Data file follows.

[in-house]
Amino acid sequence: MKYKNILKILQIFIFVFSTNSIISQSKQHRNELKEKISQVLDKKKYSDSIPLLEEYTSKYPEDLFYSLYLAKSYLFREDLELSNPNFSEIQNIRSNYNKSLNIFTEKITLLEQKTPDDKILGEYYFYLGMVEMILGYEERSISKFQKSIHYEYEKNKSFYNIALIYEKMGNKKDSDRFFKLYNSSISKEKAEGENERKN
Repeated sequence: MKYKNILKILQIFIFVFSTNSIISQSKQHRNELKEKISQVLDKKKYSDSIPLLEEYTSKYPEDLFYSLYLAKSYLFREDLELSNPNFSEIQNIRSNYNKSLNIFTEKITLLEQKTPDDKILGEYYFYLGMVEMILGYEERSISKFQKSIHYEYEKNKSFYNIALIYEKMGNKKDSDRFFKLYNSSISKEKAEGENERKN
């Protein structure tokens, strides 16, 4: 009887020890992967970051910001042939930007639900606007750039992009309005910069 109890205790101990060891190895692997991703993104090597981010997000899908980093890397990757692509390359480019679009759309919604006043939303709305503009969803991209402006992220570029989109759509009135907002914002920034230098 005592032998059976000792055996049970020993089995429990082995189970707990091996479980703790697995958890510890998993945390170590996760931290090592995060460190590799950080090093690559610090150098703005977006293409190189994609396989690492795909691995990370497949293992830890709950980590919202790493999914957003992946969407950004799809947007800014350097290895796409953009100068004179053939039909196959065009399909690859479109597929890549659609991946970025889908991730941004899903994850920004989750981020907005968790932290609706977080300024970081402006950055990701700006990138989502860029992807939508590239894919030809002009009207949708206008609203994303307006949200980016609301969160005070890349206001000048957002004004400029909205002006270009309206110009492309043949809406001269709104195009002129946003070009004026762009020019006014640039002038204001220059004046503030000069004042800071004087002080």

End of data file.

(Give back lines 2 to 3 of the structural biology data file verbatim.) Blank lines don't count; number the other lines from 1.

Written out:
Amino acid sequence: MKYKNILKILQIFIFVFSTNSIISQSKQHRNELKEKISQVLDKKKYSDSIPLLEEYTSKYPEDLFYSLYLAKSYLFREDLELSNPNFSEIQNIRSNYNKSLNIFTEKITLLEQKTPDDKILGEYYFYLGMVEMILGYEERSISKFQKSIHYEYEKNKSFYNIALIYEKMGNKKDSDRFFKLYNSSISKEKAEGENERKN
Repeated sequence: MKYKNILKILQIFIFVFSTNSIISQSKQHRNELKEKISQVLDKKKYSDSIPLLEEYTSKYPEDLFYSLYLAKSYLFREDLELSNPNFSEIQNIRSNYNKSLNIFTEKITLLEQKTPDDKILGEYYFYLGMVEMILGYEERSISKFQKSIHYEYEKNKSFYNIALIYEKMGNKKDSDRFFKLYNSSISKEKAEGENERKN